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ANOTHER KEY TO UNDERSTAND GERMAN INGENUITY

gennaio 2012 by:
germania

In Italy August 2010 saw a true surge in the esteem of the German ways to do things -in fact the industrial conflict in the Fiat plant in Melfi was simultaneous to the brilliant results of the German manufacturing recovery. Said results were ascribed by many to 59 years of Mitbestimmung, the workers’ equal participation in the management of the German corporations. Germany’s exports are highly competitive in the world markets while salaries in her automotive sector are more than double the Italian ones (in real terms).

Why Germans are able to invent systems that in the Anglo-Saxon world seems to find no appeal? Modern history assists us in answering the simple way: Germans are more cultivated and act faster.

Everybody knows that after WW2 the formerly powerful economy of victorious Britain found herself reduced to inferior rank, while Germany resurrected rapidly from the rubble of total destruction. Everybody knows that in just six years Adolf Hitler was able to transform the tiny Reichswehr, the 100,000 men army permitted in 1919 by the treaty of Versailles, into the immensely effective Wehrmacht, Luftwaffe and Kriegsmarine of 1939-42.

Instead not many are familiar with a much earlier exploit of the German talent. Before 1871, when the Second Reich was born out of the prodigious victory on France, a German war fleet was non existant. In a minor war of 1848 one single Danish frigate was able to easily blockade the German traffic in the North Sea in front of the rivers Elbe and Weser. Such a humiliating accident spurred to action the Frankfurt National Assembly – a loose, infant institution that was trying, with little success, to unify several sovereign states of Germany. In a number of weeks a naval base was built in Bremerhaven.

The tiny Bundesmarine created in that emergency was dissolved four years later and the ships sold, but in 1853 Prussia alone created her own Navy from nothing, and in 1867 a North German Navy (of  Prussia and other States) was in the position to launch a program of 16 battleships (better: heavely armored vessels), 30 frigates or lesser units and a new base, Wilhelmshaven, on the river Jade.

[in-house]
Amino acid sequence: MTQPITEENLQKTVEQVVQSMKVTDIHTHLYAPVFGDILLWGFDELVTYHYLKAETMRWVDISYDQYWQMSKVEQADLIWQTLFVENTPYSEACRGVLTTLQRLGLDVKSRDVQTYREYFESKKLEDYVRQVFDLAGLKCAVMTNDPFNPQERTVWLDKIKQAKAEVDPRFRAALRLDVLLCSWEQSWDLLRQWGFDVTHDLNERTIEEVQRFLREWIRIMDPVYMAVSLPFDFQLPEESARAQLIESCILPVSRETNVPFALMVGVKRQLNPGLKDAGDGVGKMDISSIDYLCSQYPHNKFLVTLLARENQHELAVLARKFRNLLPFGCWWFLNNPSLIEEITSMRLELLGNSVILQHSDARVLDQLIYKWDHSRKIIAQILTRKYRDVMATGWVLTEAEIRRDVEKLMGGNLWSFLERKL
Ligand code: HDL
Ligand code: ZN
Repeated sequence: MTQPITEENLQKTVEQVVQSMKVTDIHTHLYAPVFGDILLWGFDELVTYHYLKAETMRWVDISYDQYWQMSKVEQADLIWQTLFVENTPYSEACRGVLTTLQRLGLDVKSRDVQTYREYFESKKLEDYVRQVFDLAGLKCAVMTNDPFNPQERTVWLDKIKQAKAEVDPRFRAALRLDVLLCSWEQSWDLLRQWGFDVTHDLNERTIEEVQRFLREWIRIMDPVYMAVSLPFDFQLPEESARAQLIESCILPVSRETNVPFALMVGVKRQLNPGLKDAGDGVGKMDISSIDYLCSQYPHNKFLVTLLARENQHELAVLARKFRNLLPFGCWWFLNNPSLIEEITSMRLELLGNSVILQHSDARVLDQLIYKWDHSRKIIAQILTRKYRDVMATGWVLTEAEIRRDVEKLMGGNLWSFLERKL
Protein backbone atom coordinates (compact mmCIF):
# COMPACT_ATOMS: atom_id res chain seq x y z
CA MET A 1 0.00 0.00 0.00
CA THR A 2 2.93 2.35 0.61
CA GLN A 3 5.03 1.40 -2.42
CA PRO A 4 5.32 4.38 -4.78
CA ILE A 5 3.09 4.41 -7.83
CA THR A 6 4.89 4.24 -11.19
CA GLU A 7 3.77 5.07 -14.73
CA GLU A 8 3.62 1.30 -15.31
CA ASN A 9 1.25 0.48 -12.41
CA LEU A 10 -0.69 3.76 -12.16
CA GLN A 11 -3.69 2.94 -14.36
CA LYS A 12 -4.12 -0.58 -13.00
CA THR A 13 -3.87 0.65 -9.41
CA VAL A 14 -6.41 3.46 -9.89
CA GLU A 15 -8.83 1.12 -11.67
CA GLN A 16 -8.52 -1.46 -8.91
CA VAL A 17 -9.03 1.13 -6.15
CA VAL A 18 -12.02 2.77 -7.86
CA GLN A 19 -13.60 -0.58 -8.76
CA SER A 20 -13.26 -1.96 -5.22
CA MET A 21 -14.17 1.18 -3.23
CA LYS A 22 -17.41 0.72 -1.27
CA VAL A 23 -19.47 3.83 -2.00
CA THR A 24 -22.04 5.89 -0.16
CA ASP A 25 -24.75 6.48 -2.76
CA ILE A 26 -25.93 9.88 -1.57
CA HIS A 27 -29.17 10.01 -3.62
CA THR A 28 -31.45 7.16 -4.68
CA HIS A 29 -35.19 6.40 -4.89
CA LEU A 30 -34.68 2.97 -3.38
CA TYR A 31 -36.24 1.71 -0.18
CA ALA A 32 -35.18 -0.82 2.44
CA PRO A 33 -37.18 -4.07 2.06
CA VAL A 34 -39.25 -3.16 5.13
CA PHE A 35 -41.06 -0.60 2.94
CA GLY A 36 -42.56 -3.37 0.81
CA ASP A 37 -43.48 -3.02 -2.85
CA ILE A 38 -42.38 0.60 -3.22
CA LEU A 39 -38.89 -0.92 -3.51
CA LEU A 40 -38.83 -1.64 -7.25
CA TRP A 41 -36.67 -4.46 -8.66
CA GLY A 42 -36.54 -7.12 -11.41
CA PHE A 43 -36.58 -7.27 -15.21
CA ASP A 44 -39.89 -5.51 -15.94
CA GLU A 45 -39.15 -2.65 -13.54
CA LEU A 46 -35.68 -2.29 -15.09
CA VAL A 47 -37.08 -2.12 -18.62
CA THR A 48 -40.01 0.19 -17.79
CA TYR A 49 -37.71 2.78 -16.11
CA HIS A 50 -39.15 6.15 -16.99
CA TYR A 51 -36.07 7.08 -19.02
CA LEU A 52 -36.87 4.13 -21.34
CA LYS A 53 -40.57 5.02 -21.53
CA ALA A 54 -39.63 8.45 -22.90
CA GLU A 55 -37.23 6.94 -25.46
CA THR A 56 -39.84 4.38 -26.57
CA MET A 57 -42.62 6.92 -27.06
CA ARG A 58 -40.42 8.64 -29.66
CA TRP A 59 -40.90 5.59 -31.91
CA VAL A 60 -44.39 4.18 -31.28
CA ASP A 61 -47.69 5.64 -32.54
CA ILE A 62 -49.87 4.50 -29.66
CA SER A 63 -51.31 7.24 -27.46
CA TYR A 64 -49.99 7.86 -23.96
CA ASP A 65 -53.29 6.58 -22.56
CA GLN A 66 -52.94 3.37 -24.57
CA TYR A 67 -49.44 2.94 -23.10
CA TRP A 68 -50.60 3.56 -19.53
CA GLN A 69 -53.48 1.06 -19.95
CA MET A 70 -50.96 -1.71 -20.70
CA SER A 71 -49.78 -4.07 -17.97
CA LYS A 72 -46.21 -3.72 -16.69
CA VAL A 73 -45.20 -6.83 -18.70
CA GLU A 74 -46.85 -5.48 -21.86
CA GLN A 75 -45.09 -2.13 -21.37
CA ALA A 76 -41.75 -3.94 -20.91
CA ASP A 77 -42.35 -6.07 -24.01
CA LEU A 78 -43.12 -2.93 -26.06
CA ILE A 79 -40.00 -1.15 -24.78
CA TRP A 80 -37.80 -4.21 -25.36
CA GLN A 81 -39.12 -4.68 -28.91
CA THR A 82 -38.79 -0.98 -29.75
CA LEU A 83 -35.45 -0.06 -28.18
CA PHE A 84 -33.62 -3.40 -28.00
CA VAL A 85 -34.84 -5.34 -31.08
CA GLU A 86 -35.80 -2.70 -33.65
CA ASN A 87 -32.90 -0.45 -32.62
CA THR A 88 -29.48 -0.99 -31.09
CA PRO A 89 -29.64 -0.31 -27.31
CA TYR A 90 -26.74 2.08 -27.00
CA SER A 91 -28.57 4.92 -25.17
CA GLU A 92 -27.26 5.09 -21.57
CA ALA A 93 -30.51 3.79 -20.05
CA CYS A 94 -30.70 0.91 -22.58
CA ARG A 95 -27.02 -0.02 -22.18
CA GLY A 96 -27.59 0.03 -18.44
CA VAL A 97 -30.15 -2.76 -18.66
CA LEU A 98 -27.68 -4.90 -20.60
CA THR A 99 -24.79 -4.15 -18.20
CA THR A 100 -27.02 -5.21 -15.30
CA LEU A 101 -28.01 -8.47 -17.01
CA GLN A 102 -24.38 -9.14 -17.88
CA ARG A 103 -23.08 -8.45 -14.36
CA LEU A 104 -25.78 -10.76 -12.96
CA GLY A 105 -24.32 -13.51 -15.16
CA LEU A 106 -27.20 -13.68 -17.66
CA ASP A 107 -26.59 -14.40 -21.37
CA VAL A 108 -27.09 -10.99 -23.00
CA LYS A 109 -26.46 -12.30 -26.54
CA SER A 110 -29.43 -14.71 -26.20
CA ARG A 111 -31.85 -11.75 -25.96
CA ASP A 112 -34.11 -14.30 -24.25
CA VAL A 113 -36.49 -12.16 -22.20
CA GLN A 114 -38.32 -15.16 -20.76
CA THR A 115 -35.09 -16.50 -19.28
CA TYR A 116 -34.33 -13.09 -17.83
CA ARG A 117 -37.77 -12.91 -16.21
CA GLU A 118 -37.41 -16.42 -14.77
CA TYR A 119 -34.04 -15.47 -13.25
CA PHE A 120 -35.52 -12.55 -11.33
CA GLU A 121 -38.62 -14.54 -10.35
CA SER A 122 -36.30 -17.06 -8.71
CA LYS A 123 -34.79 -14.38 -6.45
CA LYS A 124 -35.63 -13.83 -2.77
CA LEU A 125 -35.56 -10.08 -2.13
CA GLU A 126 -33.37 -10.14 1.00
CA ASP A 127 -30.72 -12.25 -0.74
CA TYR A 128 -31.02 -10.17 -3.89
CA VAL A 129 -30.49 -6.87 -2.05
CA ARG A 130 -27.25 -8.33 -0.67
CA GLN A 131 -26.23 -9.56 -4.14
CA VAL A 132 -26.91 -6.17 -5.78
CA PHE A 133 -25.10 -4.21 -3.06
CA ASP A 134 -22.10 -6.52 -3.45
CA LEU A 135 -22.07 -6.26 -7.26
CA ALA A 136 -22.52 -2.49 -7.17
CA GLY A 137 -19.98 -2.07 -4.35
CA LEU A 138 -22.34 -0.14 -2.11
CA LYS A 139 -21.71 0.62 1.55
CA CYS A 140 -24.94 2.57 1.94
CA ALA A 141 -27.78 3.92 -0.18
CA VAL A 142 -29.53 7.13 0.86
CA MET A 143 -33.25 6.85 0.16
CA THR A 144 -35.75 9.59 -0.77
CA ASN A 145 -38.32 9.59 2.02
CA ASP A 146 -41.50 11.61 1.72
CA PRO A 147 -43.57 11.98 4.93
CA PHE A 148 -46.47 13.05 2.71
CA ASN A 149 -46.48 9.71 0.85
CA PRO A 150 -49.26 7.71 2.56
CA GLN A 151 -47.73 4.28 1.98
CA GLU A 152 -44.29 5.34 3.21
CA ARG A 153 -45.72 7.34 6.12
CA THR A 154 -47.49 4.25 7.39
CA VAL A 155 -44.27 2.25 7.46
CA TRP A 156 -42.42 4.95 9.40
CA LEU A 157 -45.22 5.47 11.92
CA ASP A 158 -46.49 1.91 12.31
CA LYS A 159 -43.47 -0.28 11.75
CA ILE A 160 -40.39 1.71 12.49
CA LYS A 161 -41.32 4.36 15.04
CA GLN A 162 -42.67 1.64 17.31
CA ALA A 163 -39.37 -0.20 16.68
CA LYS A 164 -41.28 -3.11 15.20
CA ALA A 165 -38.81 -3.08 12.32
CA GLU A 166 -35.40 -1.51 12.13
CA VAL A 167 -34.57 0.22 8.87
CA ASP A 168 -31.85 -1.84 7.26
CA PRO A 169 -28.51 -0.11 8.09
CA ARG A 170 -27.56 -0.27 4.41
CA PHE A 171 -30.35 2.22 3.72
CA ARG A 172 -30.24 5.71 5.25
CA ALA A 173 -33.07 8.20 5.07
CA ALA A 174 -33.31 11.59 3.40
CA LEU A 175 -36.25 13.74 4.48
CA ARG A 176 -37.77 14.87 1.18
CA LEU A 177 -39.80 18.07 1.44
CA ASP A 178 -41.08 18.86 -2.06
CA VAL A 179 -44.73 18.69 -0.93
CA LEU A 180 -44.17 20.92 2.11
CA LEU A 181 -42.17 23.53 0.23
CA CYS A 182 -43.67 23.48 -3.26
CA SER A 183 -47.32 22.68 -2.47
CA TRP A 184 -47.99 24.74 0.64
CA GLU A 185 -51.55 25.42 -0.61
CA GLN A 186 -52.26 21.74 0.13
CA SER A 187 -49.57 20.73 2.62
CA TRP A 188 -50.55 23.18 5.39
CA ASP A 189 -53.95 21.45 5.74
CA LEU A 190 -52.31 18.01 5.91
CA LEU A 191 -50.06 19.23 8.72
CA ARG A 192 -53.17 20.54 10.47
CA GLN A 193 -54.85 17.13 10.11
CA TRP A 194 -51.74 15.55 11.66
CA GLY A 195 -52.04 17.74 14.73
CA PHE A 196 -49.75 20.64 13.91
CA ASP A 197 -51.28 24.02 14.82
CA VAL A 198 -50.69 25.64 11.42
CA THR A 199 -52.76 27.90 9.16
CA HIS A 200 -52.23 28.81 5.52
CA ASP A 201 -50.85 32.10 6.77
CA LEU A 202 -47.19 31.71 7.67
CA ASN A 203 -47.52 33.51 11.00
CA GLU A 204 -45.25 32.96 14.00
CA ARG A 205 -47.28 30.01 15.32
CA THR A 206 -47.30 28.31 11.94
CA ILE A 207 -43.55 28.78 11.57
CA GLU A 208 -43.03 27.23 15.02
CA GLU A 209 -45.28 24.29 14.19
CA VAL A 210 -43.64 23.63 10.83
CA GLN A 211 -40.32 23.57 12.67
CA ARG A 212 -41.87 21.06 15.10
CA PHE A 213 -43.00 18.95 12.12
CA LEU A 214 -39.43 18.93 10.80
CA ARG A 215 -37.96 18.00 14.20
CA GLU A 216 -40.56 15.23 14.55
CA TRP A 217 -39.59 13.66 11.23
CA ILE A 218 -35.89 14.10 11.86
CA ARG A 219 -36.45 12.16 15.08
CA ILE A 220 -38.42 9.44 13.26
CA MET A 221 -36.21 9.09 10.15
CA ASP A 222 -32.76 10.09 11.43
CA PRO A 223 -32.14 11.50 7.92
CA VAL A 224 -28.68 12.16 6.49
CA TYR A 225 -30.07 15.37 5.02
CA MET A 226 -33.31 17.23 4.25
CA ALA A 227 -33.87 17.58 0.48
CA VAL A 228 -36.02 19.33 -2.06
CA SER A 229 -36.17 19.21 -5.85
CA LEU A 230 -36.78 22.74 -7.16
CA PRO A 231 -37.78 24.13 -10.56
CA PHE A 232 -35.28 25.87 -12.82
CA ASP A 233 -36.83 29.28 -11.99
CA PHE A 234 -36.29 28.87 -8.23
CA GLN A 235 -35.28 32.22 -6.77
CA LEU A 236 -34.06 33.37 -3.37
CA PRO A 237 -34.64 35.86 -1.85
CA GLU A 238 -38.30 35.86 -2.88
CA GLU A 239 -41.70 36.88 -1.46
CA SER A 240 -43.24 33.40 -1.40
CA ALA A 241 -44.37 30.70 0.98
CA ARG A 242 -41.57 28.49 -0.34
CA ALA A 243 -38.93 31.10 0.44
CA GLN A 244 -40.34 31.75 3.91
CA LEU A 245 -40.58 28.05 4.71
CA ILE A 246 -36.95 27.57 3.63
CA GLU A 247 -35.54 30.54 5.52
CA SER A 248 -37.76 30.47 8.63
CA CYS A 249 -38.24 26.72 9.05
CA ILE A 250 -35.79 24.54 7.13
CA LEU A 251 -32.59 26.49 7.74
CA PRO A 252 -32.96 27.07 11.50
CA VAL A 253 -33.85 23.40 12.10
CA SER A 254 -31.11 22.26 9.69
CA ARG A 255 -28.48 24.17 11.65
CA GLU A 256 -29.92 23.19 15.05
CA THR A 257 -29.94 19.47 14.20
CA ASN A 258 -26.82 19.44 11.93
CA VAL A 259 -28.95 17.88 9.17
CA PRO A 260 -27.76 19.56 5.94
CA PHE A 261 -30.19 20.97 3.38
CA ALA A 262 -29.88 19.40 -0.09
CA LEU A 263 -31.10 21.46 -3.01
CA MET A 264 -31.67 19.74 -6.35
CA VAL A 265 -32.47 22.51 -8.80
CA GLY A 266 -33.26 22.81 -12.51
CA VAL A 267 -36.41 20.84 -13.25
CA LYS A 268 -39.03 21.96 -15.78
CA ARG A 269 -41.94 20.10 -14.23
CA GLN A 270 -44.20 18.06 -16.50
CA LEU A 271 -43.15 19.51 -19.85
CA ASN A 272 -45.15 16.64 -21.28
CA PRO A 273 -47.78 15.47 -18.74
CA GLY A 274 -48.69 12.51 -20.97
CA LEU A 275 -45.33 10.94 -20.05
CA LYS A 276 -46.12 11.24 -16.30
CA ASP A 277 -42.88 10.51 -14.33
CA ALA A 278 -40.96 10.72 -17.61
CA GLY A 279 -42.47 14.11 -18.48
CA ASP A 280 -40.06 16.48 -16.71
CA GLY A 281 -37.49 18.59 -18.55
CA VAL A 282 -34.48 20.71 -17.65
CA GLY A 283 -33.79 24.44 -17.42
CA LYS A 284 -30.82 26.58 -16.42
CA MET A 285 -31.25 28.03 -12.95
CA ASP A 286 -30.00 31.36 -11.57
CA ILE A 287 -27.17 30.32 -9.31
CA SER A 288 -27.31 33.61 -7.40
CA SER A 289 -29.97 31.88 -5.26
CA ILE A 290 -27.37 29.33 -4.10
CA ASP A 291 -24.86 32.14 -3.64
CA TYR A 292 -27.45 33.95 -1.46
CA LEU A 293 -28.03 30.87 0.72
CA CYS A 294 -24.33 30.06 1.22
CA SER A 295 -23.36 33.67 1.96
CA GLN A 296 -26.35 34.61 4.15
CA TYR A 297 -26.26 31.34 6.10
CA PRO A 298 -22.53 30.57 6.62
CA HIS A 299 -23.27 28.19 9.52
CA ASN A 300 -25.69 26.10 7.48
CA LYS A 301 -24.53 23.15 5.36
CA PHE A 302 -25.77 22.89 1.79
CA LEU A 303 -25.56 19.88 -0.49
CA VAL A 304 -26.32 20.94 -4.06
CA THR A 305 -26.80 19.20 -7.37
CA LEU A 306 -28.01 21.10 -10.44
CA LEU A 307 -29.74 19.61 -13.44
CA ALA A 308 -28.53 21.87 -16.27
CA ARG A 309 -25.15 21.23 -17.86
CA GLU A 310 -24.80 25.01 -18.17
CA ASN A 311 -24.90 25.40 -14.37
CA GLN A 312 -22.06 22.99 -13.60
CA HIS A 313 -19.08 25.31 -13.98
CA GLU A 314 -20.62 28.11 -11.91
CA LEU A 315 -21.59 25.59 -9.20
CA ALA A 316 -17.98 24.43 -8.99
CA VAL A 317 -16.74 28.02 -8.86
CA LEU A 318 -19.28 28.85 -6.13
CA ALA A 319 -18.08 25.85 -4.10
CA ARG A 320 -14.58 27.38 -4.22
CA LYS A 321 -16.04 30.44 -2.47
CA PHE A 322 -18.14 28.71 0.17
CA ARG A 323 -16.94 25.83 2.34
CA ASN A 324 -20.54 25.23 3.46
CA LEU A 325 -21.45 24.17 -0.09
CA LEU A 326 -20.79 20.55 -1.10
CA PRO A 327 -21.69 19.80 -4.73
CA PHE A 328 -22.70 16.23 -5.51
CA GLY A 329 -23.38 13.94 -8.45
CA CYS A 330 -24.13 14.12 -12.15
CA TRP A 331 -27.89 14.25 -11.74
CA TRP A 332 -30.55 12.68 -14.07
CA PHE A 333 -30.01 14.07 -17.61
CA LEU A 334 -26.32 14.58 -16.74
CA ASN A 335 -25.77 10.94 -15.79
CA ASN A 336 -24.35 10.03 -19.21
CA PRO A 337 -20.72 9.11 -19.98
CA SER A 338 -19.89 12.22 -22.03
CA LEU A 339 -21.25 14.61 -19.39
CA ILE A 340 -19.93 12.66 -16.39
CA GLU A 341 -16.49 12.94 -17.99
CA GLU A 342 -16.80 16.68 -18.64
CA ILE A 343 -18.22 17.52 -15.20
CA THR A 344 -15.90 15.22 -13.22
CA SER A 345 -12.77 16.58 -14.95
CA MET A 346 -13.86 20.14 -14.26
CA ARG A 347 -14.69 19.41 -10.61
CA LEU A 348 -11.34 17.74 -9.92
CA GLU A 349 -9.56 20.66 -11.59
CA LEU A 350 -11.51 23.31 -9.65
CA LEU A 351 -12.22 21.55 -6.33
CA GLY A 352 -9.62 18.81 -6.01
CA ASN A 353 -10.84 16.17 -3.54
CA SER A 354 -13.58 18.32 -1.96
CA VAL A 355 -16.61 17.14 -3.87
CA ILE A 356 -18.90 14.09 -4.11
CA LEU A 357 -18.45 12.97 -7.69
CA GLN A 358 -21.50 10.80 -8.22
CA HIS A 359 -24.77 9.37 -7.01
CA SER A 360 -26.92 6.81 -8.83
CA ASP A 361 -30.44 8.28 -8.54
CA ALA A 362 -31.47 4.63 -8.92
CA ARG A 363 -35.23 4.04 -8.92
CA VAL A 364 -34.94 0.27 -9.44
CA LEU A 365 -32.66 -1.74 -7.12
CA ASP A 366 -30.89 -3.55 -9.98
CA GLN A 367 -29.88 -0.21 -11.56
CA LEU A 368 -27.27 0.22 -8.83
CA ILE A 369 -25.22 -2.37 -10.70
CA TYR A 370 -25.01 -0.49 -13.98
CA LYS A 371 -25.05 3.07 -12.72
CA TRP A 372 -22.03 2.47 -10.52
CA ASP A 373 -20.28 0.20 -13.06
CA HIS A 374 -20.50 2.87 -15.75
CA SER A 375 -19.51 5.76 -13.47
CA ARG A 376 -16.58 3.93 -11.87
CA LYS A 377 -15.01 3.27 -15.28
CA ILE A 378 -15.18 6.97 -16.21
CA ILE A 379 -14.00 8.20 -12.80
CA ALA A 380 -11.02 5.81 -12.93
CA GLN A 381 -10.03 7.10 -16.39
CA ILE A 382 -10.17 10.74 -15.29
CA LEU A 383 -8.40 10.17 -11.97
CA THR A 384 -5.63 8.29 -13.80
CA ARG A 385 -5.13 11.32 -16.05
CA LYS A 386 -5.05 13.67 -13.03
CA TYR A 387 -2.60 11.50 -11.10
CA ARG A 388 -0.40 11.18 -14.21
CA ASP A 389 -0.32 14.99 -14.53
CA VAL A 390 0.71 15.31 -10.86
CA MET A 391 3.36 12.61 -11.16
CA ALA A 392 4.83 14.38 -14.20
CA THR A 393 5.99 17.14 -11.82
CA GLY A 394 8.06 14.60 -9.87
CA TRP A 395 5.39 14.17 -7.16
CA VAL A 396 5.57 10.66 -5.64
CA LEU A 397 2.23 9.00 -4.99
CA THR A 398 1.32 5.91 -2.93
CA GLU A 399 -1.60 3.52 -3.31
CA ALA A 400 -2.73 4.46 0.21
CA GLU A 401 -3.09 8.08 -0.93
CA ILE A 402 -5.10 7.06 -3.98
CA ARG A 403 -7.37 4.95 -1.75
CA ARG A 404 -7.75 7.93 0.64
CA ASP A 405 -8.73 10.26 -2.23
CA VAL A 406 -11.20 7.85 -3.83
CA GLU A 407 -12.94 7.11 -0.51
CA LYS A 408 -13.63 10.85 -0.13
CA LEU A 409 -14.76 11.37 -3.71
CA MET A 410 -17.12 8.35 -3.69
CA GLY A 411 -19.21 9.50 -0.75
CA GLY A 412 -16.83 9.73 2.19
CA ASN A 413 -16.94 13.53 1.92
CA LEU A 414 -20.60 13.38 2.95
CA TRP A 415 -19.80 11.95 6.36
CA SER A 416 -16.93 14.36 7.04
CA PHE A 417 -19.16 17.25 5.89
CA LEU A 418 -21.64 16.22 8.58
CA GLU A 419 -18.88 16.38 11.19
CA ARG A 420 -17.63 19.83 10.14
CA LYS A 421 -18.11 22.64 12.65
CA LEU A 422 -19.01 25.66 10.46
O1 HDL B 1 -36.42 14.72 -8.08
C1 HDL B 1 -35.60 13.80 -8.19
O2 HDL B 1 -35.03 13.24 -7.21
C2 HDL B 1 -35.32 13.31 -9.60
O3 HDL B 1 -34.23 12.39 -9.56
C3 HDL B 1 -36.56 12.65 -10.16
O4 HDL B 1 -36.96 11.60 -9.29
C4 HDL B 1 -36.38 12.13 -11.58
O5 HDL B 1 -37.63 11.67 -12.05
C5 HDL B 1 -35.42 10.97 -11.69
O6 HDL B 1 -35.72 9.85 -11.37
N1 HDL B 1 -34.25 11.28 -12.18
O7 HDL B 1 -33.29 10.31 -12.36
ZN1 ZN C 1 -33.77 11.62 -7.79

When, in 1897, admiral von Tirpitz became commander in chief of the Kaiserliche Marine, Britain, with history’s largest fleet, immediately perceived the competitive menace of adolescent Navy of the Kaiser. That menace was in fact one of the few justifications of the British choice to fight the Great War. In the battle of Jutland (May 31,1916) the German High-Seas Fleet (20 battle class vessels) found itself incapable to really challenge the giant Royal Navy (38 battle-class vessels), but the British losses were almost double the German ones. Just 19 years had passed since the advent of Tirpitz. Then of course, toward the end of  WW1 the primitive German U-Boote came near to win the oceans.

In the decades since unification Germany not only built her war might: also Europe’s most important peace manufacturing structure, well more efficient of the one of Britain, which used to be the mother of modern industries. Today the economic primacy in Europe of the Bundesrepublik is beyond any doubt.

Facts are such that not only Italy should learn from the German record. America too.

Anthony Cobeinsey